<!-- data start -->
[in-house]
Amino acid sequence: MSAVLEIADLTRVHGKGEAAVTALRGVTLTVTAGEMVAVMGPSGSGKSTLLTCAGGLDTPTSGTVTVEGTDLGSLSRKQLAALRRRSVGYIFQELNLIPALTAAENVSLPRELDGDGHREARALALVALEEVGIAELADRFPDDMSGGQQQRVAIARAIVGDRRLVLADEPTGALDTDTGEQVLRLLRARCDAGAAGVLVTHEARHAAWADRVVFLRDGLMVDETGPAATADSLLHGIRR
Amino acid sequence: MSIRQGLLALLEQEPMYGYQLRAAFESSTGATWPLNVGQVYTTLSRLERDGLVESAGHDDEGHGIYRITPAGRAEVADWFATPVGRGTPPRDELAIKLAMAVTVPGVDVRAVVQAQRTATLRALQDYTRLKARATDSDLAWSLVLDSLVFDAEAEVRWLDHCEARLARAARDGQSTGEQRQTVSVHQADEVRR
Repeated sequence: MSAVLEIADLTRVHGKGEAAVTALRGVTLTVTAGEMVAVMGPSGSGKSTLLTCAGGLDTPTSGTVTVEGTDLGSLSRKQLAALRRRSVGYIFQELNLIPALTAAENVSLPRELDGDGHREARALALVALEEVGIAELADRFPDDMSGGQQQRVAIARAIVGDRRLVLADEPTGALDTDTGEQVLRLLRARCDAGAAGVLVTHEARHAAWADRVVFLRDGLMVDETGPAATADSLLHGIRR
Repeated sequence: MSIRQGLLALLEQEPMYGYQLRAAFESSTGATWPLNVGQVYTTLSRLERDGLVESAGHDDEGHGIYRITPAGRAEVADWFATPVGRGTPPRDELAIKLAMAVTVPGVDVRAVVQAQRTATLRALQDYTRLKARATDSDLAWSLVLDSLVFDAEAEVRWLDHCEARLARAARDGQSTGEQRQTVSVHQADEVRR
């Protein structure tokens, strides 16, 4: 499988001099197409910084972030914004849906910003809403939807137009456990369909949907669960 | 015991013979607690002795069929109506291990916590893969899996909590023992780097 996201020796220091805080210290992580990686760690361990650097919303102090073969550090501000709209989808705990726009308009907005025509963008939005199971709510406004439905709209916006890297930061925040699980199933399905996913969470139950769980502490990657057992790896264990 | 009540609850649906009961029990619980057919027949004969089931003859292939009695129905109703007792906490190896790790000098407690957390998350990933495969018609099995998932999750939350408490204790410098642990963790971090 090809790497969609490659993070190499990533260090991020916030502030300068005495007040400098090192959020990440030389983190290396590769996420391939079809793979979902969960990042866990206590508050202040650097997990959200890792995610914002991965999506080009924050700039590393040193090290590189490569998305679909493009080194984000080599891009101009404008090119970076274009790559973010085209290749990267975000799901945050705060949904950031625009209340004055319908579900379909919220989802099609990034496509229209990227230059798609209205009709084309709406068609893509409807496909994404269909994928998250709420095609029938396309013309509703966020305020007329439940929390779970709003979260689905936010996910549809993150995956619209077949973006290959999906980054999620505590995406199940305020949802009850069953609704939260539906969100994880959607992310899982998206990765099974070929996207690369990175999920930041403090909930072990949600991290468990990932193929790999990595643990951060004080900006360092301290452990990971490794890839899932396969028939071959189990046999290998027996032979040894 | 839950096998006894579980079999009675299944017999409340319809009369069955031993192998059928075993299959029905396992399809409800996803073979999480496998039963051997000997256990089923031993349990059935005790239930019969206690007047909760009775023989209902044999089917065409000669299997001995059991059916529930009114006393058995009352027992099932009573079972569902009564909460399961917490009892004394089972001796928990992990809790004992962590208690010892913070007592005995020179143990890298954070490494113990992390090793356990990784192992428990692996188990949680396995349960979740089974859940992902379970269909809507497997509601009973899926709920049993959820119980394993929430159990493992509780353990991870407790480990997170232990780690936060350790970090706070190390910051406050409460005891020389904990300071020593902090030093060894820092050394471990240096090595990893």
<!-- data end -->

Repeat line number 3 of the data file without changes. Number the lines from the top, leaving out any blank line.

Amino acid sequence: MSIRQGLLALLEQEPMYGYQLRAAFESSTGATWPLNVGQVYTTLSRLERDGLVESAGHDDEGHGIYRITPAGRAEVADWFATPVGRGTPPRDELAIKLAMAVTVPGVDVRAVVQAQRTATLRALQDYTRLKARATDSDLAWSLVLDSLVFDAEAEVRWLDHCEARLARAARDGQSTGEQRQTVSVHQADEVRR